Odds of a Recession - 3/22/16
U.S. financial markets settled down in February and March after a rough beginning to the New Year. In response, many economists have begun to reduce the odds they place on a recession over the next twelve months. According to a recent Wall Street Journal survey of business, financial and academic economists, the average estimate of the odds of a recession in the next twelve months has fallen to twenty percent.
Still, the odds of recession are double what they were last summer. Nearly three quarters of surveyed economists participating in the survey view economic risks presently weighted to the downside. Among the risks are an excessively strong U.S. dollar, sluggish foreign growth and tightening financial conditions.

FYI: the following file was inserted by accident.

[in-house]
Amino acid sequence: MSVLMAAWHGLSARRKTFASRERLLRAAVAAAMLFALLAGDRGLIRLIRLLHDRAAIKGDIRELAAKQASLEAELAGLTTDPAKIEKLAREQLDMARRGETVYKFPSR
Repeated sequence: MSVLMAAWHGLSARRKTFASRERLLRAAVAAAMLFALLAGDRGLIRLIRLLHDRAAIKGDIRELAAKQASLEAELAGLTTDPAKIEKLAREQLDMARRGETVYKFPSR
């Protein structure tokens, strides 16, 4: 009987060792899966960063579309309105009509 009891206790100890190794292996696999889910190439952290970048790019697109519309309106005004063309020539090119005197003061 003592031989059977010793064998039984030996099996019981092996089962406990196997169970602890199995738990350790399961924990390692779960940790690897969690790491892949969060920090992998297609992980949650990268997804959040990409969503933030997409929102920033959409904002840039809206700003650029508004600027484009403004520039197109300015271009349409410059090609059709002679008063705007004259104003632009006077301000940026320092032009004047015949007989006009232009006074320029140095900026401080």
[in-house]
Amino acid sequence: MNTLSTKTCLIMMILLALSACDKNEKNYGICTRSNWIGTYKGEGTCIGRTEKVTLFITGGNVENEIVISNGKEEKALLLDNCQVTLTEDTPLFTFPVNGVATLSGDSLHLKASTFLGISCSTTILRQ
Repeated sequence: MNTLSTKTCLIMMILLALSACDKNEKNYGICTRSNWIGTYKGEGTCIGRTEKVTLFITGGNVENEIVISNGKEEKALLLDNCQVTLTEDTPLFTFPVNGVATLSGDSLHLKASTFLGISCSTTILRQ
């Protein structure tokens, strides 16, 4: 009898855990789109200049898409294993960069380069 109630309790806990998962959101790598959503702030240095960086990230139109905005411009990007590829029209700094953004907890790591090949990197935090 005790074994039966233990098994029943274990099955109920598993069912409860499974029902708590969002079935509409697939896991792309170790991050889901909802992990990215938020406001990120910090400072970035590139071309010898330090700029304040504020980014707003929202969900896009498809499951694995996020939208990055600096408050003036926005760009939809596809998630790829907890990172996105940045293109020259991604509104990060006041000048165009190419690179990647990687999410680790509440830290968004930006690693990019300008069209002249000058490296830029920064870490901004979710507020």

The most pessimistic economist in the survey, Thomas Costerg of Standard Chartered bank, places the odds of a U.S. recession over the next twelve months at about fifty percent. On the opposite end of the spectrum, economist Allen Sinai of Decision Economics sees no risk of recession at all.
Although the perceived risk of recession is higher than it was during the summer of twenty fourteen, current risks remain lower than during some recent recession scares, including in mid-2011 when the U.S. government nearly defaulted on its debt.